CRINOIDS

Crinoid.bmp (96678 bytes) Crinoids, also called sea lilies, are relatives of starfish and sea urchins. Crinoids were animals attached to the sea floor by flexible, rooted stalks. They spend most of their time standing around and catching food.  When they died, they usually broke loose and drifted away. The crinoid fossils found in the Legrand Quarry are remarkable because many of them were preserved nearly intact. The reason this happened is that nests of crinoids were rapidly buried in shallow depression that protected their bodies from currents. Lime-rich mud preserved their remains and hardened them into stone. The limestone slabs found near Legrand contain fossilized crinoids and other sea animals in such abundance and detail that they have fascinated scientists around the world. 

360 million years ago (in the Paleozoic era or Mississippian period) North America was located near the equator. Much of the land - including what's now Iowa - was submerged under shallow tropical seas. These warm waters teemed with countless creatures.

The inland seas reportedly swelled and retreated, alternately building up and exposing layers of sediments, sandwiching the remains of crinoids and other living things, and casting their impressions in stone.

Crinoids, commonly called "sea lilies" or "feather stars," belong to the echinoderm family (bodies covered with plates of calcite that form a skeletal structure) along with starfish, sand dollars, sea urchins, and sea cucumbers.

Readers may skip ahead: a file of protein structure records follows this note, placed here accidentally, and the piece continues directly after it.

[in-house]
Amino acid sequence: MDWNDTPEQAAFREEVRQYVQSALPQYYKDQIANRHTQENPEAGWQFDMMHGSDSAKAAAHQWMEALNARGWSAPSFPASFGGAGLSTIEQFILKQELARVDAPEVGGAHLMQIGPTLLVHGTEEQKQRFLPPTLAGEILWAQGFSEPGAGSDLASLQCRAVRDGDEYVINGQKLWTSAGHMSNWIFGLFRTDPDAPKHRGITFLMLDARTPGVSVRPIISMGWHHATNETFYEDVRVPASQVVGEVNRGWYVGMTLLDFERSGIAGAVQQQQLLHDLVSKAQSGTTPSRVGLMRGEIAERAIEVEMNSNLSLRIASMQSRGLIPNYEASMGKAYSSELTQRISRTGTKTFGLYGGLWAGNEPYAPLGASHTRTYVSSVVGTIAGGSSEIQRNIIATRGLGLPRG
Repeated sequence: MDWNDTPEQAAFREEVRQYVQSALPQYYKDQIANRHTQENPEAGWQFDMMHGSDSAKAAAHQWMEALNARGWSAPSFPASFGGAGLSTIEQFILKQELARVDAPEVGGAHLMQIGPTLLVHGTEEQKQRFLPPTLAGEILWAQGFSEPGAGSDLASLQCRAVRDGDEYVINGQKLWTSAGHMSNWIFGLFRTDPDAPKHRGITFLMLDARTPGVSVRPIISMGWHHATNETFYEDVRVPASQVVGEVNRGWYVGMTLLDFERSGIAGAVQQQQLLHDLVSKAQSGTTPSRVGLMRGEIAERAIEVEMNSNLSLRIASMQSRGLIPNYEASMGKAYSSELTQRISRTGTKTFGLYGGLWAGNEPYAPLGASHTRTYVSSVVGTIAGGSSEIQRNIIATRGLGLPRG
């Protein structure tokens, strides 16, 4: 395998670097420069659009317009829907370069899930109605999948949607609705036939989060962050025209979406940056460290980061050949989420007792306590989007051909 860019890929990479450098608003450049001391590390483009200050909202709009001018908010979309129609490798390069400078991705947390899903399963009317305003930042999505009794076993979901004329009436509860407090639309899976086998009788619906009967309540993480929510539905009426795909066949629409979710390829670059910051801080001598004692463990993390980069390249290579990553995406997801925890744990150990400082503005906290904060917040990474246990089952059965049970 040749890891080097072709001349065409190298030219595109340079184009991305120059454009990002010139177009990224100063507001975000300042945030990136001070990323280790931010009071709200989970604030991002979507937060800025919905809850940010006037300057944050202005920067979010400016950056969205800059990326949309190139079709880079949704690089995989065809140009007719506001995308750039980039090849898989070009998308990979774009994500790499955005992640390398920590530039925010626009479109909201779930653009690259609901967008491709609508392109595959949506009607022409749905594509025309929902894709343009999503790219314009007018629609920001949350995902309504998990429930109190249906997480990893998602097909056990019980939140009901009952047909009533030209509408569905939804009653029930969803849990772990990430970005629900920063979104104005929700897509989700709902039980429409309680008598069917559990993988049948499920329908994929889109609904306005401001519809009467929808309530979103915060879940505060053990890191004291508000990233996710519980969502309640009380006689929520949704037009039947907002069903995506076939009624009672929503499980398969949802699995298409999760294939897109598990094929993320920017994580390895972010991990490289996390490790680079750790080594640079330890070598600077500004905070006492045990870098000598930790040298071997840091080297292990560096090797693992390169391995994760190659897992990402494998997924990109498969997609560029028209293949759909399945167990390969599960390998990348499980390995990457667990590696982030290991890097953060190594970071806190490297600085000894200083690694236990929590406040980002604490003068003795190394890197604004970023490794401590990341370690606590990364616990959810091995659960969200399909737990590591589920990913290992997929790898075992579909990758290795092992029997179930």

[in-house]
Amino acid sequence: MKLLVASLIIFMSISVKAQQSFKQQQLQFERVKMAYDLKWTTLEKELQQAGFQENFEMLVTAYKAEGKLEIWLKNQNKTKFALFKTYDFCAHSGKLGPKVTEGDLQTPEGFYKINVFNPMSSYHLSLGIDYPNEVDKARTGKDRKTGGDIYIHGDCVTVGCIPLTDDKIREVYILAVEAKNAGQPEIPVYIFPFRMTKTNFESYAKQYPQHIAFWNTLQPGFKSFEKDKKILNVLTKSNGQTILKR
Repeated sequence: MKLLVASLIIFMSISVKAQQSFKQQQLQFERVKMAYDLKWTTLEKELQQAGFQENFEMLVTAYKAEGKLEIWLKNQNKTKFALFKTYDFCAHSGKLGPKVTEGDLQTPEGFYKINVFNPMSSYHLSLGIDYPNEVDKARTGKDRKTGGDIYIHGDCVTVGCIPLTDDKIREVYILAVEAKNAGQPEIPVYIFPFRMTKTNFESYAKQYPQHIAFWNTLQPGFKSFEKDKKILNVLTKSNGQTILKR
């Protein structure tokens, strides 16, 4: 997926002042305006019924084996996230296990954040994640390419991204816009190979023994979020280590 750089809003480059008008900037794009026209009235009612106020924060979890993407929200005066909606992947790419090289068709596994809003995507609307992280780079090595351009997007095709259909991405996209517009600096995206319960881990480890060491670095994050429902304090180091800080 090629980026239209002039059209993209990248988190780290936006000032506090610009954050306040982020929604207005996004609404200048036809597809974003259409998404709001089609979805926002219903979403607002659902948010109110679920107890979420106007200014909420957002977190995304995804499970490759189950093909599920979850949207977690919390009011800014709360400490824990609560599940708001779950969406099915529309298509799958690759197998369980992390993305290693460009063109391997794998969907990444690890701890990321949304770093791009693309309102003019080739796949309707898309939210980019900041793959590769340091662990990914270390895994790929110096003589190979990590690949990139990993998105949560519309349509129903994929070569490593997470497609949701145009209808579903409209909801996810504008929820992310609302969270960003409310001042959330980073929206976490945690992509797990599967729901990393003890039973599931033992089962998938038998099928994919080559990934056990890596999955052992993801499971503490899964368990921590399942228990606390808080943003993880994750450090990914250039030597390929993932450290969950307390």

Some crinoid species crawled, some swam, and others attached themselves to rocks on the sea floor. They fed by means of cilia, located along grooves in their arms and branches, that brought tiny marine life to the mouth. Today, crinoids live in all the world's oceans, and where they're found, their abundant numbers and vibrant colors give the appearance of an underwater flower garden.

Crinoids have cup-shaped bodies with at least five feathery arms atop column sections that form cylinders and spirals. These shapes seem to radiate from a central point. This is called radial symmetry.


Animals get food directly from plants or other animals that eat plants. Crinoids are animals because they eat other marine life.
Each featherlike arm that radiates from the central body bears an open ambulacral groove bordered by  tube feet.  The longest tube foot  is held out at a right angle and flicks passing food particles into the groove. After a food particle is captured by a crinoid, the shortest tube foot wraps it in mucous secretions; ciliary tracts on the groove floor then transport it toward the mouth. Diets include a variety of protists, invertebrate larvae, and small crustaceans.


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Scientists have known for a while that some stalked crinoids move. But they usually creep along so slowly that it's hard to tell they're actually going anywhere. Previously, researchers aboard submersibles had noticed that crinoids appeared in different positions from dive to dive. Still, the creatures had never been measured moving faster than about 0.6 meter per hour (2 feet per hour).

Now, analysis of an old video has revealed a record-breaker. In the 1990s, a submersible off Grand Bahama Island filmed a stalked crinoid moving at a speedy 140 meters per hour (459 feet per hour). The video was taken at a depth of about 400 meters (1,300 feet). It showed the creature lying on the bottom, pulling itself along with its arms. It's the sort of crawling you might do using your elbows to pull you along.

Researchers suspect that crinoids "run" to get away from hungry predators.